55. 55. 2. Fischetti, Mark (January 2006). "No More Gears". Scientific American 294: 92.3. Jones, Franklin D., et al. (1930). Ingenious Mechanisms for Designers and Inventors. Industrial Press.4. "drives". Zero-max.com. http://www.zero-max.com/products/drives/drivesmain.asp.5. "FEVj Infinitely Variable Transmission". Fuel-efficient-vehicles.org. 1994-08-02. http:// www.fuel-efficient-vehicles.org/FEV-IVTransmission.php.6. Nuvinci as Traction-drive CVT7. NuVinci overview8. Birch, Stuart. "Audi takes CVT from 15th century to 21st century". SAE International. http://www.sae.org/automag/techbriefs_01-00/03.htm.9. Harris, William. "How CVTs Work". HowStuffWorks, Inc.. http://auto.howstuffworks.com/cvt.htm. Retrieved 2007-12-03.10. S. Birch: “Audi takes CVT from 15th century to 21st century”. Automotive Engineering International.11. J. Yamaguchi: “Nissan’s Extroid CVT”. Automotive Engineering International.12. M.A. Kluger and D.R. Fussner: “An Overview of Current CVT Mechanisms, Forces and Efficiencies” SAE Paper No. 970688, in SAE SP-1241, Transmission and Driveline Systems.13. Symposium, pp. 81-88 SAE, 1997.14. U.S. Environmental Protection Agency, http://www.fueleconomy.gov/feg/findacar.htm. Accessed 4/15/00.15. M. Boos and H. Mozer: “ECOTRONIC – The Continuously Variable ZF Transmission (CVT)” SAE.16. Paper No. 970685, in SAE SP-1241, Transmission and Driveline Systems Symposium, pp. 61-67 SAE, 1997.17. J.L. Broge: “GM Powertrain’s evolving transmissions”. Automotive Engineering International.18. J. Yamaguchi: “Two new CVTs for mini cars”. Automotive Engineering International.19. D. Kobayashi, Y. Mabuchi and Y. Katoh: “A Study on the Torque Capacity of a Metal Pushing V-Belt for CVTs” SAE Paper No. 980822, in SAE SP –1324, Transmission and Driveline Systems Symposium, pp. 31-39 SAE, 1998.20. K. Abo, M. Kobayashi and M. Kurosawa: “Development of a Metal Belt Drive CVT Incorporating a Torque Converter for Use with 2-liter Class Engines” SAE Paper No. 980823, in SAE SP-1324, Transmission and Driveline Systems Symposium, pp. 41-48 SAE, 1998.21. T. Miyazawa, T. Fujii, K. Nonaka and M. Takahashi: “Power Transmitting Mechanism of a Dry22. Hybrid V-Belt for a CVT – Advanced Numerical Model Considering Block Tilting and Pulley Deformation” SAE Paper No. 1999-01-0751, in SAE SP-1440, Transmission and Driveline System Symposium, pp. 143-153 SAE.23. K. Ohya and H. Suzuki: “Development of CVT Pulley Piston Featuring Variable Thickness and Work-Hardening Technologies” SAE Paper No. 980826, in SAE SP-1324, Transmission and Driveline Systems Symposium, pp. 71-79 SAE.24. S. Sakaguchi, E. Kimura and K. Yamamoto: “Development of an Engine-CVT Integrated Control System” SAE Paper No. 1999-01-0754, in SAE SP-1440, Transmission and Driveline Systems Symposium, pp. 171-179 SAE. 55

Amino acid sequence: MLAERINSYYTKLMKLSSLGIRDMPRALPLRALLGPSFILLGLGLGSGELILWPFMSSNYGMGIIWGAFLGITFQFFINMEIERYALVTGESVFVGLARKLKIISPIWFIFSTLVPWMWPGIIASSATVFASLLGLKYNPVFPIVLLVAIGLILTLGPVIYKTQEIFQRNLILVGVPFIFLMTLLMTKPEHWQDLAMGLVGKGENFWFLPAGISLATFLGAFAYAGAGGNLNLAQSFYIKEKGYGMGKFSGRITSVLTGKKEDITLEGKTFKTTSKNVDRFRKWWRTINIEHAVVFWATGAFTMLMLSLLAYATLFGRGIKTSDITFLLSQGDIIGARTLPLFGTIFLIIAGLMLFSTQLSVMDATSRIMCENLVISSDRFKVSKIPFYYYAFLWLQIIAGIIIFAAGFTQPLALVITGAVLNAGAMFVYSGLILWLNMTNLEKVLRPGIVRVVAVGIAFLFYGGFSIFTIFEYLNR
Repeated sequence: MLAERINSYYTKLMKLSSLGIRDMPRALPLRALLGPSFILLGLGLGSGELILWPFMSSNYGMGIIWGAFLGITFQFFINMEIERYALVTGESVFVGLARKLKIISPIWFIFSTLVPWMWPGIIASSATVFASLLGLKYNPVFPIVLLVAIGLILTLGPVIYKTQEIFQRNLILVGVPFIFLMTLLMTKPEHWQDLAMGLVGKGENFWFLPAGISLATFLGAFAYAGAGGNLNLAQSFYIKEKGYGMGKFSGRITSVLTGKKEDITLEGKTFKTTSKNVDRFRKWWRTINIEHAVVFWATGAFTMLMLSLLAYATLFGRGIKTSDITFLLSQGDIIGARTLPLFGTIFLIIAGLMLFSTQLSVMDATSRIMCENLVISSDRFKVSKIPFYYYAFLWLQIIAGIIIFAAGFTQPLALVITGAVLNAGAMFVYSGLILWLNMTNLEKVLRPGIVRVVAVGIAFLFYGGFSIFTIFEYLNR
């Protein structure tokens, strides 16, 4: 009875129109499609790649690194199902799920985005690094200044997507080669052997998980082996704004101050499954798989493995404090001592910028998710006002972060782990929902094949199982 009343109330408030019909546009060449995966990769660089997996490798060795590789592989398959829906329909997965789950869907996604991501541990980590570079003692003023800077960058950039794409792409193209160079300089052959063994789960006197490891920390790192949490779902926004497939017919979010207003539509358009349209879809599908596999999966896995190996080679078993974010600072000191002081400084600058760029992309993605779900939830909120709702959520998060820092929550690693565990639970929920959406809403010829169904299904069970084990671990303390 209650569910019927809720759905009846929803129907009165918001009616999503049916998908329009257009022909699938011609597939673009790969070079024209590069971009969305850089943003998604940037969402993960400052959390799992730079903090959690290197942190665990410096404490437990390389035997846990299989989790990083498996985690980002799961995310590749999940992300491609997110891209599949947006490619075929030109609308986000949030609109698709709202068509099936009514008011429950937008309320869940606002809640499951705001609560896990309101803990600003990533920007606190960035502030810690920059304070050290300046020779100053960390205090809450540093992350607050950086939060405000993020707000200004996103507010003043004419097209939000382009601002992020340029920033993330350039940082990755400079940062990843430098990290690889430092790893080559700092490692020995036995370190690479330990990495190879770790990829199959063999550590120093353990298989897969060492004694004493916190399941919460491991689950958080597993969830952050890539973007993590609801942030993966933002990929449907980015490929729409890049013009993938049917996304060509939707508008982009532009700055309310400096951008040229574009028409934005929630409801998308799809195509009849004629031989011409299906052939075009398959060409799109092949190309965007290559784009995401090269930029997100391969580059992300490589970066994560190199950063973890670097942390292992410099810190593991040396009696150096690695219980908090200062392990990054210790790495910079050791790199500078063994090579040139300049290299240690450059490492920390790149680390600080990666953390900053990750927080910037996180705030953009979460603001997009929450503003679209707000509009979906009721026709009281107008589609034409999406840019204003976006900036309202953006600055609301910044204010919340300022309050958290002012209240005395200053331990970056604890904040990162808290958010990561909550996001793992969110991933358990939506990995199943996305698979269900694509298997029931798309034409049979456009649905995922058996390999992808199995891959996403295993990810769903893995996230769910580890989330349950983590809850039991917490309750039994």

56. 56. 25. M. Yasuoka, M. Uchida, S. Katakura and T. Yoshino: “An Integrated Control Algorithm for an SI Engine and a CVT” SAE Paper No. 1999-01-0752, in SAE SP-1440, Transmission and Driveline Systems Symposium, pp. 155-160 SAE.26. N. Hattori, S. Aoyama, S. Kitada and I. Matsuo: “Functional Design of a Motor Integrated CVT for a Parallel HEV” SAE Paper No. 1999-01-0753, in SAE SP-144.27. Transmission and Driveline Systems Symposium, pp. 161-167 SAE.C. Kim, E. NamGoong, S. Lee, T. Kim and H. Kim: “Fuel Economy Optimization for Parallel Hybrid Vehicles with CVT” SAE Paper No. 1999-01-1148, in SAE SP-1440, Transmission and Driveline Systems Symposium. 56